A surprising entrant emerged in the Deshaun Watson trade talks today- the cap starved Atlanta Falcons. While it seems a longshot since there have been so many questions about how they could pull a trade off I wanted to put together a post talking about some of the issues that have caused confusion among people.
I would imagine for any trade to occur Matt Ryan would need to be on the move either to Houston or as part of a package to another team like the Colts. Ryan agreed to the terms of a restructured contract last Friday night that reportedly would see the Falcons convert $15 million in compensation to a signing bonus. The move would save the Falcons $12 million in cap space.
At the time the decision seemed a little premature. The Falcons no longer needed cap room to be compliant for the year and unless they were planning a major free agent splash there was no real need to rush into creating cap space. The only issue really is that Ryan had a roster bonus due on the 3rd day of the league year and you would lose to the right to convert that to a prorated bonus after that date. Still they had plenty of other salary they could convert if needed.
As things stand right now the Falcons have not actually pulled the trigger on the restructured contract. Ryan still counts for $48.67 million on the 2022 salary cap and his dead money is $40.525 million if traded or cut. It is not the $55 million listed on OTC. For the time being I am going to leave the number as is simply because I expect them to pull the trigger on the restructure in the next two days and it gives a better perspective on the Falcons cap situation. I dont see them cutting Ryan given his history with the franchise but the number to be used in a trade is $40.525 million.
The cost to bring in Deshaun Watson would be $35 million on the cap. With Ryan at his full cap charge the Falcons would have about $4 million in cap space. That number does not include a recent extension for Jake Matthews which I would guess opened up $6-8 million in cap room for Atlanta. So lets call it $11 million. By trading Ryan the team would create $8 million in cap space which would bring us to about $19 million.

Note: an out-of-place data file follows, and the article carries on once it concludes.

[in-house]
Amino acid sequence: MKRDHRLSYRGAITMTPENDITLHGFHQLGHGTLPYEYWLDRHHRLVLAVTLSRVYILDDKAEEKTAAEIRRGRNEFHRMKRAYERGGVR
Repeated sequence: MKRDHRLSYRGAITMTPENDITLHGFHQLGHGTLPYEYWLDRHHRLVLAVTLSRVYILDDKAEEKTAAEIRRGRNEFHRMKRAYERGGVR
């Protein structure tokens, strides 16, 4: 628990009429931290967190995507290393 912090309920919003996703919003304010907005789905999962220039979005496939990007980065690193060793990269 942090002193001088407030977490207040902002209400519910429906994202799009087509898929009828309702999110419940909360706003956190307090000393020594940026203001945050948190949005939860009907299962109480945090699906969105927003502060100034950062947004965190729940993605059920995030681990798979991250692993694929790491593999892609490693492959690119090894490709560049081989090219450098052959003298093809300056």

From there it gets harder. The Falcons don’t have much to work with on the roster outside of one big move- releasing Grady Jarrett. Releasing Jarrett would open up $16.55 million in cap room. That would probably be enough to bring in Watson. If it wasn’t then also releasing Tyeler Davison ($3M in net cap savings) would do it.
If the Falcons were intent on keeping Jarrett they could do that as well, but I think they would have to cut first and then re-sign him. Teams do this all the time with lower salaried veterans at cut down day to protect the IR spots on the roster. What you would do is cut Jarrett to open the cap room, trade for Watson, and then restructure Watsons contract to bring his cap down from $35 million to between $9.5 and $10 million. That would give you the cap space needed to sign your rookies and bring back Jarrett. So I would guess this is the path that the team would have to take if they wanted to trade for Watson.
As for Ryan he would cost a team $23.75 million on the cap. The Colts could clearly take that on. Houston could as well following the trade as the net cost on the cap between Watson’s dead money and Ryan’s salary would be a push, but I am not so certain the Texans would really want Ryan since they should be rebuilding. The only other QB needy teams currently with the cap space are the Panthers, and neither they nor Atlanta would do that deal, and the Seahawks who I guess could possibly be interested for a late pick. Since Ryan has that roster bonus due on the third day of the league year the Falcons would need the trade processed before then as well so time is not on their side.
So clearly it is a longshot, but crazy things happen in the NFL all the time, so maybe they can find a way to pull it off.
Jason is the founder of OTC and has been studying NFL contracts and the salary cap for over 15 years. Jason has co-authored two books about the NFL, Crunching Numbers and the Drafting Stage, which are widely circulated in the industry and hosts the OTC Podcast. Jason’s work has been featured in various publications including the Sporting News, Sports Illustrated, NFL Network and more. OTC is widely considered the leading authority on contract matters in the NFL.